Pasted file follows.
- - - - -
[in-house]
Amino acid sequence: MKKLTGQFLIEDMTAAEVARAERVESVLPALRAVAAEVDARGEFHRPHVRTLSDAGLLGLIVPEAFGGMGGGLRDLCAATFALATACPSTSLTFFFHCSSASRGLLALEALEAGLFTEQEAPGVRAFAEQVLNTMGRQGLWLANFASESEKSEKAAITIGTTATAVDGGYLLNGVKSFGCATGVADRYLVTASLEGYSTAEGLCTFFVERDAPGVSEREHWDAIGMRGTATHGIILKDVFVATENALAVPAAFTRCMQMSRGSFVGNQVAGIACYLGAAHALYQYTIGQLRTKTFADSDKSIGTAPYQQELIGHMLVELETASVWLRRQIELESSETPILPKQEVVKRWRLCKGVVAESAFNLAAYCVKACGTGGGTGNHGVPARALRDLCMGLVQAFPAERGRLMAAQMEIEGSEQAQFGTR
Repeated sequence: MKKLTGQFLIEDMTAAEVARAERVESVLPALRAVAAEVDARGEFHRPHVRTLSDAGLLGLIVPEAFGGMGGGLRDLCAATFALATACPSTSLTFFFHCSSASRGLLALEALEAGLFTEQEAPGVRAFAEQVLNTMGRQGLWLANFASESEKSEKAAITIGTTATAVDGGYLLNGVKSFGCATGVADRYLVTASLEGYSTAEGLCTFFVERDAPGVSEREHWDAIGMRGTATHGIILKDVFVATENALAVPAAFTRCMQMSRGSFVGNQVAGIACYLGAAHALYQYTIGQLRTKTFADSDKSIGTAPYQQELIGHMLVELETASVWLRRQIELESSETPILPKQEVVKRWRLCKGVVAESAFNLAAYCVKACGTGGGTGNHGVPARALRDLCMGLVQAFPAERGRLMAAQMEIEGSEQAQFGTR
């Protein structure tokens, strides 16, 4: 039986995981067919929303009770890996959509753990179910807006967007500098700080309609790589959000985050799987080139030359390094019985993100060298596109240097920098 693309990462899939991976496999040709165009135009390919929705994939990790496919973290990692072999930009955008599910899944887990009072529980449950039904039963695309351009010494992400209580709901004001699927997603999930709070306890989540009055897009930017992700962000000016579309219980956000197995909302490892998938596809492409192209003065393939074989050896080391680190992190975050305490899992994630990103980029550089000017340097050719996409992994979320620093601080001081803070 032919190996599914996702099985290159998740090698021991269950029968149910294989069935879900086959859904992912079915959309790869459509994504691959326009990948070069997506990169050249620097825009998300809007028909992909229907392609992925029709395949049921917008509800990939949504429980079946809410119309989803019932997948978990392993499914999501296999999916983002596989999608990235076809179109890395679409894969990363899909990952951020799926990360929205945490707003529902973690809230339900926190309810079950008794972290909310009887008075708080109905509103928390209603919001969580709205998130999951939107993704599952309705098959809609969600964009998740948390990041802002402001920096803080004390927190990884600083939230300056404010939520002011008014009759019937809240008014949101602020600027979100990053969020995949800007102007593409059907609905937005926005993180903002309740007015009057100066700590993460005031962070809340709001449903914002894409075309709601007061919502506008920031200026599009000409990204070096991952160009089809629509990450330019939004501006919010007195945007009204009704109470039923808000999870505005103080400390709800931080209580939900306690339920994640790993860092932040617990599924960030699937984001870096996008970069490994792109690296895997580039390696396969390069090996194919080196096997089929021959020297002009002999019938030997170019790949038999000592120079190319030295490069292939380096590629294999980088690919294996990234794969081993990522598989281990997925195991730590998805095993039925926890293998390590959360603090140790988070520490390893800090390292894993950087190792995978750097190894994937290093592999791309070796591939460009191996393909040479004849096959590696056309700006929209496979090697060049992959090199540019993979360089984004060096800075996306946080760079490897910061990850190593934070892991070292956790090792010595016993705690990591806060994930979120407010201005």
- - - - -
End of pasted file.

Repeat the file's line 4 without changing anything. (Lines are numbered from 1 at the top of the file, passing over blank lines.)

């Protein structure tokens, strides 16, 4: 039986995981067919929303009770890996959509753990179910807006967007500098700080309609790589959000985050799987080139030359390094019985993100060298596109240097920098 693309990462899939991976496999040709165009135009390919929705994939990790496919973290990692072999930009955008599910899944887990009072529980449950039904039963695309351009010494992400209580709901004001699927997603999930709070306890989540009055897009930017992700962000000016579309219980956000197995909302490892998938596809492409192209003065393939074989050896080391680190992190975050305490899992994630990103980029550089000017340097050719996409992994979320620093601080001081803070 032919190996599914996702099985290159998740090698021991269950029968149910294989069935879900086959859904992912079915959309790869459509994504691959326009990948070069997506990169050249620097825009998300809007028909992909229907392609992925029709395949049921917008509800990939949504429980079946809410119309989803019932997948978990392993499914999501296999999916983002596989999608990235076809179109890395679409894969990363899909990952951020799926990360929205945490707003529902973690809230339900926190309810079950008794972290909310009887008075708080109905509103928390209603919001969580709205998130999951939107993704599952309705098959809609969600964009998740948390990041802002402001920096803080004390927190990884600083939230300056404010939520002011008014009759019937809240008014949101602020600027979100990053969020995949800007102007593409059907609905937005926005993180903002309740007015009057100066700590993460005031962070809340709001449903914002894409075309709601007061919502506008920031200026599009000409990204070096991952160009089809629509990450330019939004501006919010007195945007009204009704109470039923808000999870505005103080400390709800931080209580939900306690339920994640790993860092932040617990599924960030699937984001870096996008970069490994792109690296895997580039390696396969390069090996194919080196096997089929021959020297002009002999019938030997170019790949038999000592120079190319030295490069292939380096590629294999980088690919294996990234794969081993990522598989281990997925195991730590998805095993039925926890293998390590959360603090140790988070520490390893800090390292894993950087190792995978750097190894994937290093592999791309070796591939460009191996393909040479004849096959590696056309700006929209496979090697060049992959090199540019993979360089984004060096800075996306946080760079490897910061990850190593934070892991070292956790090792010595016993705690990591806060994930979120407010201005």